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At 18, India Jean-Jacques has already made an impressive start to her civil engineering career. She explains her path into the 'boundless' sector and debunks some common misconceptions.
An apprenticeship isn’t always the most obvious choice for some. It certainly wasn’t the obvious route for me, given that if it weren’t for a fated Google search, I would never have even known about them. Even less obvious was my choice to leave full-time education at the age of 16 upon the completion of my GCSEs.
It’s difficult at the age of 15/16, or even later on in life, to find out what the right career path for you is, but having taken a keen interest in the world around me, mathematics and science, it seemed like destiny when I stumbled upon civil engineering apprenticeship vacancies.
Normally the discourse around apprenticeships centres around degree apprenticeships (Level 6 and 7), but I’d like to offer a slightly different perspective. There are apprenticeships of all levels – from Level 2 (GCSE equivalent) to Level 4/5 (foundation degree equivalent) and Level 7 (master’s degree equivalent). The apprenticeship I completed was a Level 3 (equivalent to A Levels). It provided the opportunity to either progress into full-time employment, attend university full-time, or progress onto a degree apprenticeship.
In a job market where experience is becoming increasingly sought after (even when traditional university students are achieving firsts), apprenticeships are the new craze. You can gain that experience, learn and earn a competitive wage in many cases.
Throughout the two years I spent working towards my college qualification, I was also working towards a Level 3 NVQ and Engineering Technician accreditation with the ICE and I have recently, much to my delight, found out that I have indeed achieved that status. Opportunities like these - to build up a portfolio of experience and accreditations – can vastly increase employability.
Contrary to popular sentiments, apprenticeships are by no means the “easy route”.
From first-hand experience, they require a lot of hard work and time management skills. This is, of course, rewarding and gratifying when you yield the results, however. Determination is key. The purpose this gave me helped structure my work and gave me a sense of direction when I had meetings with my line manager to discuss my professional development.
Personally, although not required, I was also committed to self-studying and sitting exams for maths, physics and chemistry A Levels, for which I achieved A*A*A* grades. I also was lucky enough to be awarded the ICE’s QUEST Technician Scholarship! This facilitated a lot of personal growth and allowed me to mature into the adult I am today.
I think really being in tune with what you’re becoming quite good at, as well as the areas of the industry you haven’t experienced, can allow early career professionals to find a place within such a boundless industry like civil engineering, which is full of all sorts of possibilities and different types of projects and specialisms.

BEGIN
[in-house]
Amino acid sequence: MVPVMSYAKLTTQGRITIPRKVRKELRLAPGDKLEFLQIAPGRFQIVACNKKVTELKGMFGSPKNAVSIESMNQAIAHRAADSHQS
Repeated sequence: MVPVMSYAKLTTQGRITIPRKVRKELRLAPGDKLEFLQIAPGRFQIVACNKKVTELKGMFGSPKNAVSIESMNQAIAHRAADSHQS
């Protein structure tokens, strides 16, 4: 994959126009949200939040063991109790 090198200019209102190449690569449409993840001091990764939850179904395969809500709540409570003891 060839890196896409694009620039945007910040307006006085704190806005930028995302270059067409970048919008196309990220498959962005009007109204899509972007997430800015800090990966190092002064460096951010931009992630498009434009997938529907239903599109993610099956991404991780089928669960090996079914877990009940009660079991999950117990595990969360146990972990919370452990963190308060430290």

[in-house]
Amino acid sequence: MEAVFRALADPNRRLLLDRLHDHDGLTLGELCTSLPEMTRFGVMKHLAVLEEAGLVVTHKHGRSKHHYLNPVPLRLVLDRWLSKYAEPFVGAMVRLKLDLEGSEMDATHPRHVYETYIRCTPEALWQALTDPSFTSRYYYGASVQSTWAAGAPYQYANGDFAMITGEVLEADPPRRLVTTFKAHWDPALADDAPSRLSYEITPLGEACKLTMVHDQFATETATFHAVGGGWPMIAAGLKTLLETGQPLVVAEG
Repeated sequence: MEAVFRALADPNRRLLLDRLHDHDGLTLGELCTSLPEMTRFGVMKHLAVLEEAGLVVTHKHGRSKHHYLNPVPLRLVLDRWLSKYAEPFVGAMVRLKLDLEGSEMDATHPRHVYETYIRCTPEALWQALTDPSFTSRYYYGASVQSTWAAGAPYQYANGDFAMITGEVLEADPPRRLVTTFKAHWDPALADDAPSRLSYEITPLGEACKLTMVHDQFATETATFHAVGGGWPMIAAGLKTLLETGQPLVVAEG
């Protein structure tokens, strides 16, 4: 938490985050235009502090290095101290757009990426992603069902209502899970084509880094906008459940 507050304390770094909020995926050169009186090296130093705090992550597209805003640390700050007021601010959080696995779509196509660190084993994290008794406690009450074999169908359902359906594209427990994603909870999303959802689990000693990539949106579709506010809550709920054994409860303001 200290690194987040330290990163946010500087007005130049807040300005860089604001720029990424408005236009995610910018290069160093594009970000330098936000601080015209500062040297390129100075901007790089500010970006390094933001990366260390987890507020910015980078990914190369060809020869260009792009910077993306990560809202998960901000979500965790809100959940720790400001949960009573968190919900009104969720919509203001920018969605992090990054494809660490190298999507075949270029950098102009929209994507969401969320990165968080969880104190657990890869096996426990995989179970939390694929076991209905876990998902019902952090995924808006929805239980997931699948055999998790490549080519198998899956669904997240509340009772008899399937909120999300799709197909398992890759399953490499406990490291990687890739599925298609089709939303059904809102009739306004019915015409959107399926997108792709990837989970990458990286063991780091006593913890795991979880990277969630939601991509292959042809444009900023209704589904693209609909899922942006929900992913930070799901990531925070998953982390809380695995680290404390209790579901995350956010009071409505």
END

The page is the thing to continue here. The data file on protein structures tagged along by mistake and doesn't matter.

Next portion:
The world is truly your oyster in civil engineering. Due to the broad nature of the industry, undoubtedly one of the best out there for early career professionals, there is so much to explore.
I’ve worked on a vast array of projects as a highways engineer, supporting teams in various different capacities. From major strategic bids, commercial roles and supplier performance, design work for HS2 – the biggest infrastructure project in Europe! – to local council projects and even Jersey projects where I was invited to fly over.
There being so many disciplines you can specialise in (rail, highways, buildings, bridges, water, airfields, drainage, pavements, geotechnics, ecology, utilities, structures and more!), there’s so much to explore. I’ve worked with many different professionals and I am continuously learning – I envision this continuing for as long as I work.
Not to mention the amazing travelling opportunities that are on offer.
I’ve picked up key and in-demand skills on a plethora of software including AutoCAD, Civils3D, Excel, Inventor and more. I find that working on real-life projects and applying the knowledge I’ve learnt real-time has been incredibly satisfying, knowing that the problems I’ve helped engineer solutions to are helping real people on very large scales in some cases.
I have made so many lasting friendships while on my apprenticeship. There are so many networking opportunities for early career professionals that the ICE provides, whether that be through lectures, welcomes and meets, or even committees.
For example, I’ve been part of the London ICE Graduate and Student Committee for almost two years, taking on the Apprentice-Technician Champion role in the last year and meeting professionals and students outside of WSP (the company I work at).
I’ve met some amazing and inspiring people here and also many other apprentices that I have great friendships with, in a wide range of sectors.
We’ve got to keep talking about this amazing entry route into civil engineering. Because it is not talked about enough, there are many myths associated with the pathway.
It's not just for school leavers! It’s a great way for career switchers to get a start in the industry.
This is simply not true! There are many different types of apprenticeships and the entry requirements depend to encapsulate every kind of individual in terms of academic ability.
This one is also incorrect – although there is an Apprentice Minimum Wage, many companies offer significantly above that and are very competitive.
If I've changed your mind, you can find out more about apprenticeships in civil engineering on so many platforms, such as Not Going to Uni and GOV.UK.
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